A couple of months later I called him in and said, “Have you been thinking about those questions?”  “Yes, I have, and I want to go.  Patrick and I have talked about this.  He loves me, and he knows how important this is to me.  So we have agreed that we will not have intimate relations.”  So I said, “OK.”  I pulled out my recommend book and wrote him a recommend.  He went to Howard and got it signed.

Prince: Thankfully, it was Howard!

Rees: Thankfully, it was Howard.  As Paul Harvey used to say, “There is the rest of the story.”  The day he went to the temple, his family came—brothers, sisters, mother.  I was his escort.  Afterwards we had a big lunch.  Patrick was there.  

What I didn’t know was that morning the temple president got a call saying, “You need to know there is a homosexual going through the temple today, and he is not worthy to go to the temple.  He is living with his partner.”  So the temple president called Howard and said, “I just got this call, and I’m very, very concerned about this.  Howard said, “Listen, this young man’s bishop has found him worthy of the temple.  I have interviewed him and found him worthy to go to the temple.  I would like the name of whoever called you, because I want to call his stake president and tell him to hold a court on that man for interfering in something that he has no business interfering in.”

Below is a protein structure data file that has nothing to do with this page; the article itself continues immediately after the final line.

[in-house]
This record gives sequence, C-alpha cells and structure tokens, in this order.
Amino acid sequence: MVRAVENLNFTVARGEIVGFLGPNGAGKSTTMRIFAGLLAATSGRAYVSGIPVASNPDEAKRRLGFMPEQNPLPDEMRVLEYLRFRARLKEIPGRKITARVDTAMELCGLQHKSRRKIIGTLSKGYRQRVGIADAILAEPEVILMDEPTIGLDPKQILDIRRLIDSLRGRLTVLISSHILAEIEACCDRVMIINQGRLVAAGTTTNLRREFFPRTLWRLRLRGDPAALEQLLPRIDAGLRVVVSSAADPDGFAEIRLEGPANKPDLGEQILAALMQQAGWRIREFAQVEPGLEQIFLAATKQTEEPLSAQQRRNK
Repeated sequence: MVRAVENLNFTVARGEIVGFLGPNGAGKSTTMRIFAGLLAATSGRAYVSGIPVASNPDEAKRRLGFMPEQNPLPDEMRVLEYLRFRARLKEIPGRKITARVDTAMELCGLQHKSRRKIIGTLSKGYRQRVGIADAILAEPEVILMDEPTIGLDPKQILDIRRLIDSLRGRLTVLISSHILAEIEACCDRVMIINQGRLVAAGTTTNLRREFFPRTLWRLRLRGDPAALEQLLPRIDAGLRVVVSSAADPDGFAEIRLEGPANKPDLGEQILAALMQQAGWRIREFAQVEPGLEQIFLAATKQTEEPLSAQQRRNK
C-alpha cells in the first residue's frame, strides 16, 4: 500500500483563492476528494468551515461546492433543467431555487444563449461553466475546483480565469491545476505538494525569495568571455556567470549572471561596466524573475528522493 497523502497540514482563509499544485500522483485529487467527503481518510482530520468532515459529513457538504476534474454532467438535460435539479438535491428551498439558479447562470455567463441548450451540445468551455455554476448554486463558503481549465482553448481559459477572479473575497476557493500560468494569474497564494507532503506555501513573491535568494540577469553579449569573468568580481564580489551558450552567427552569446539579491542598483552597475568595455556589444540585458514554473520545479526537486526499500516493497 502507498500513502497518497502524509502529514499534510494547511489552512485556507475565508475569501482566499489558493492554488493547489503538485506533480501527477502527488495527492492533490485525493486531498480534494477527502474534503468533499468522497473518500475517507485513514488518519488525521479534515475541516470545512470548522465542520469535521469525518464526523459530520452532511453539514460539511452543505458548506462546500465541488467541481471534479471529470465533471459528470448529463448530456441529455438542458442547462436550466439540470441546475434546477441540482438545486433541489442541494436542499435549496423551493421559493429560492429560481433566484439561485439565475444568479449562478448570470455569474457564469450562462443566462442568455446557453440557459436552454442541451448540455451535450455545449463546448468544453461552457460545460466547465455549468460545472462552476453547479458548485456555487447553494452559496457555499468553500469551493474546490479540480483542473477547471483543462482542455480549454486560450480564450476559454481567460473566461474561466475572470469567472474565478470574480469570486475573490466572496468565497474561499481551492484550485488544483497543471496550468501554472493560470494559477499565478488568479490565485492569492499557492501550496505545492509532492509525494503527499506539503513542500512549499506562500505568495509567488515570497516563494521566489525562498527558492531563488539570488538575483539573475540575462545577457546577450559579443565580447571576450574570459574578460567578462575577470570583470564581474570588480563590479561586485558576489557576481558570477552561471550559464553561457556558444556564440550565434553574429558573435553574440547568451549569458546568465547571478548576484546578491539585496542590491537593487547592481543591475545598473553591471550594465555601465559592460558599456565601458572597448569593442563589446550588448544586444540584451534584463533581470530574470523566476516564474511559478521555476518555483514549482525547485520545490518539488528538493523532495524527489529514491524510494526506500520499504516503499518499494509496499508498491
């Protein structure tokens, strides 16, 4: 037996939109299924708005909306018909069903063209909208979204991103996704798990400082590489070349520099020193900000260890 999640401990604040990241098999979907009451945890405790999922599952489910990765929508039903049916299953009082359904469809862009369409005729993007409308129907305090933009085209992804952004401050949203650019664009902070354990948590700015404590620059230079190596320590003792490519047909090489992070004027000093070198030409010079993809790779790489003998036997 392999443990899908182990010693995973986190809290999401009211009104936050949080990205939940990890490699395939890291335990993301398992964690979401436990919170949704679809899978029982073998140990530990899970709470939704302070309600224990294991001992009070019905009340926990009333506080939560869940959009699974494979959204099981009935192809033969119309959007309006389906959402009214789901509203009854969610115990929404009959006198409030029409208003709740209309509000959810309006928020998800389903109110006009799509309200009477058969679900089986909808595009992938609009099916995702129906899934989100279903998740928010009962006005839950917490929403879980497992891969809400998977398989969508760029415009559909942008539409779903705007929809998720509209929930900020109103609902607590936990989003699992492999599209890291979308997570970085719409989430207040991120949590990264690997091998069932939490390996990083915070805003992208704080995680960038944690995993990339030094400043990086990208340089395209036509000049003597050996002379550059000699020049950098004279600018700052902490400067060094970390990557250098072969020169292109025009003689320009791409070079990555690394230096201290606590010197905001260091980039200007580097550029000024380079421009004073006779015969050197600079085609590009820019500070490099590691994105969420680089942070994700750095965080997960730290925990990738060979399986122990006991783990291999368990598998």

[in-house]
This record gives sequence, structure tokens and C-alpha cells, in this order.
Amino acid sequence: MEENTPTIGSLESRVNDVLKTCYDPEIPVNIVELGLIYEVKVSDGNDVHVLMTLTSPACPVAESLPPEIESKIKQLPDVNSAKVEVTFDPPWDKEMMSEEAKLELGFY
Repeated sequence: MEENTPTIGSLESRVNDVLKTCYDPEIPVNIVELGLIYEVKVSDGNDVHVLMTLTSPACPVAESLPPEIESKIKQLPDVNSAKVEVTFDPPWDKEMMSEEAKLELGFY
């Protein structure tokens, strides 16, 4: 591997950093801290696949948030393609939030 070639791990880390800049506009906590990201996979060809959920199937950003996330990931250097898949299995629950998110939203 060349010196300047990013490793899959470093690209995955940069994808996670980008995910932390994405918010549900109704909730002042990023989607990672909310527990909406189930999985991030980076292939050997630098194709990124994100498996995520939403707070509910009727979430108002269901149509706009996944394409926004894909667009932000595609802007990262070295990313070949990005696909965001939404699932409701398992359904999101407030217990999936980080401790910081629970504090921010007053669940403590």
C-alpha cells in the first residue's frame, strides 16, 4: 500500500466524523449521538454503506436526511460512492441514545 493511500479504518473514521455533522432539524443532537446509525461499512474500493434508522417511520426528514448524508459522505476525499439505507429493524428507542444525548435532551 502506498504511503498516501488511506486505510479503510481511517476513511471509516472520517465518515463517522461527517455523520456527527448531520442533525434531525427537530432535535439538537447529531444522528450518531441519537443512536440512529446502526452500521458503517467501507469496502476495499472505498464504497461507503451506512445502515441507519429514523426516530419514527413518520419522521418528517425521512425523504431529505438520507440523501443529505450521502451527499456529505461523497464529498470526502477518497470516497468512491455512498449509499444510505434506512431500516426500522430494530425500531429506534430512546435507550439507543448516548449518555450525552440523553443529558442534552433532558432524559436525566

Brad never knew that, thankfully.  I never let him know that.

So Brad went to the temple, and his family was there.  He passed away a couple of months later.  There was a wonderful funeral.  [Bob’s voice was breaking during this narrative.  Several times he stopped in order to control his emotions.]

(Robert Rees, August 10, 2014)